Contentious mixed gender prayer service in Western Wall plaza planned

By
June 15, 2016 15:30

Masorti Movement demanding egalitarian section at central Western Wall plaza in light of failure to implement Western Wall agreement.

2 minute read.



Jews gather to pray at the Western Wall during Succot

Jews gather to pray at the Western Wall during Succot. (photo credit: AFP PHOTO)

The Reform and Masorti (Conservative) Movements announced on Wednesday that they would hold a mixed-gender prayer service in the upper plaza of the Western Wall on Thursday.

Members of the Women of the Wall prayer rights group will also be participating in the prayer service, although WoW as an organization will not be formally praying in the egalitarian service since the organization is not a mixed prayer group. A representative of WoW said that the event has its full backing.

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The afternoon prayer service will take place in the area of the Western Wall Plaza behind the separate men and women’s sections of the site adjacent to the wall itself.

The prayer service is likely to generate intense opposition from the haredi leadership and community, as well as elements in the national-religious community, which fiercely oppose mixed-gender prayer at the Western Wall and state recognition of the progressive Jewish denominations.

The announcement follows a gender-separate prayer service held on Tuesday by Chief Rabbi of Jerusalem Shlomo Amar at the pluralist Robinson’s Arch prayer section area at the southern end of the Western Wall.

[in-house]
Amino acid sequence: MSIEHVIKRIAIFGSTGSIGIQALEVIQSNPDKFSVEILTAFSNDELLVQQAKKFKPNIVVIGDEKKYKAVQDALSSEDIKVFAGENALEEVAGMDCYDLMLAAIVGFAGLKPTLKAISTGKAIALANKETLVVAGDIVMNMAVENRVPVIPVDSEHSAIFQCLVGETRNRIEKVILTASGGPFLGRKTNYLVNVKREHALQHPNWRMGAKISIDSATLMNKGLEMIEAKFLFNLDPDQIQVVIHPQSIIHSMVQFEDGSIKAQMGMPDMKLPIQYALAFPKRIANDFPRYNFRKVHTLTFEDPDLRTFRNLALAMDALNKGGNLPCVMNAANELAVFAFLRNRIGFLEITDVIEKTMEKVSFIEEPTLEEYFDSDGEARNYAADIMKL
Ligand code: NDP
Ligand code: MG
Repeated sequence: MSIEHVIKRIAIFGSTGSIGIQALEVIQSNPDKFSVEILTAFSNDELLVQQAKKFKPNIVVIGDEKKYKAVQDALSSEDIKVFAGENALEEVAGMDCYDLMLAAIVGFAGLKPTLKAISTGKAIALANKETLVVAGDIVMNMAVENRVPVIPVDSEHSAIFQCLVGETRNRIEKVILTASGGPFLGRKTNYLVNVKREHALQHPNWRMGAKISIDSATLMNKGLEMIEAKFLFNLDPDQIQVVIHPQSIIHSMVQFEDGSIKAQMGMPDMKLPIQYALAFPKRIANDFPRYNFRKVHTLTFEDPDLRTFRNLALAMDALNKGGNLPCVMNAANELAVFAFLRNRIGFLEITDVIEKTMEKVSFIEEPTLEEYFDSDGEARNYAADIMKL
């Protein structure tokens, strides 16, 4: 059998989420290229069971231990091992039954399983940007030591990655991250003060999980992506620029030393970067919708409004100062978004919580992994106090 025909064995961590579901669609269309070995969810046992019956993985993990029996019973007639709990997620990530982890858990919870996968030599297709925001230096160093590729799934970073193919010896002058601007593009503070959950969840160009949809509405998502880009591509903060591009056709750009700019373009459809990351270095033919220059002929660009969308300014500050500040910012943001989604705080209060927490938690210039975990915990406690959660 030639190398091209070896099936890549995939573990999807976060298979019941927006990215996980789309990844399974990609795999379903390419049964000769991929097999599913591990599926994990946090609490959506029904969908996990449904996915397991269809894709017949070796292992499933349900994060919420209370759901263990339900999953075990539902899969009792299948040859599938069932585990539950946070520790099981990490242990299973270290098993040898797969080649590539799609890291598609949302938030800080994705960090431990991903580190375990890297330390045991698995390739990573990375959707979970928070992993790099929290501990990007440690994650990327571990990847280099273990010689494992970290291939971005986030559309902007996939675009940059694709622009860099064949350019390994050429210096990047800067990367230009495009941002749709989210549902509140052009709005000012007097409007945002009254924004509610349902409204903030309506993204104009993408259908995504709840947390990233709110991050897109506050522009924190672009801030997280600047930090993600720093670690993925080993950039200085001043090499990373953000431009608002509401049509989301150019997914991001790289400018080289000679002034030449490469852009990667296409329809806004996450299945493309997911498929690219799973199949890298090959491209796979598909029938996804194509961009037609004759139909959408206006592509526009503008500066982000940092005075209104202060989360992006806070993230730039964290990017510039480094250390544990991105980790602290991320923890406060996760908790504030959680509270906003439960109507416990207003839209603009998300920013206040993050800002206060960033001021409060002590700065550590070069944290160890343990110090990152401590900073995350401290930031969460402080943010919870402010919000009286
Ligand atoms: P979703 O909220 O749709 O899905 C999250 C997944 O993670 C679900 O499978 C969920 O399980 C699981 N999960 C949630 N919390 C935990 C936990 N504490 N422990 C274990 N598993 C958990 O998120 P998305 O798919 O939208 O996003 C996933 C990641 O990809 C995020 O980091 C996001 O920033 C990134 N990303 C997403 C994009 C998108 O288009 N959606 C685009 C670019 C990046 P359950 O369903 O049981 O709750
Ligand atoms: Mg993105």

The Masorti movement was strongly critical of Amar for the visit.

According to an attorney for the Reform Movement in Israel, the upper plaza in the main Western Wall complex is a public space and can legitimately be used for prayer.

Women of the Wall have on several occasions been required to pray in the upper plaza, notably when masses of haredi school girls were bused to the site and filled up the women’s prayer section to prevent the prayer rights group from praying there.

Director of the Masorti Movement in Israel Yizhar Hess deplored Amar’s actions, and said the movement was now demanding the division of the current Western Wall plaza into three sections – instead of the current two for men and women – so as to include a prayer space for pluralist prayer.

“Since the Government of Israel has refused to implement the compromise agreement for the Western Wall, we are returning to the public, state plaza to demand what belong to all of us: the Western Wall,” said Hess. “We are demanding a third, egalitarian section at the Western Wall itself. This place is not under haredi ownership, it is a national, holy site that belongs to the entire Jewish people.”

Director of the Reform Movement in Israel Rabbi Gilad Kariv said that his movement believed that “there is more than one way to be Jewish,” and that the Western Wall is the home of all Jews regardless of their religious affiliation.

“Our prayer service indicates to the government of Israel that the sand-timer for implementing the Western Wall plan [for an upgraded pluralist prayer space] is running down,” said Kariv, adding that it was being staged in response to Amar’s “provocation.”


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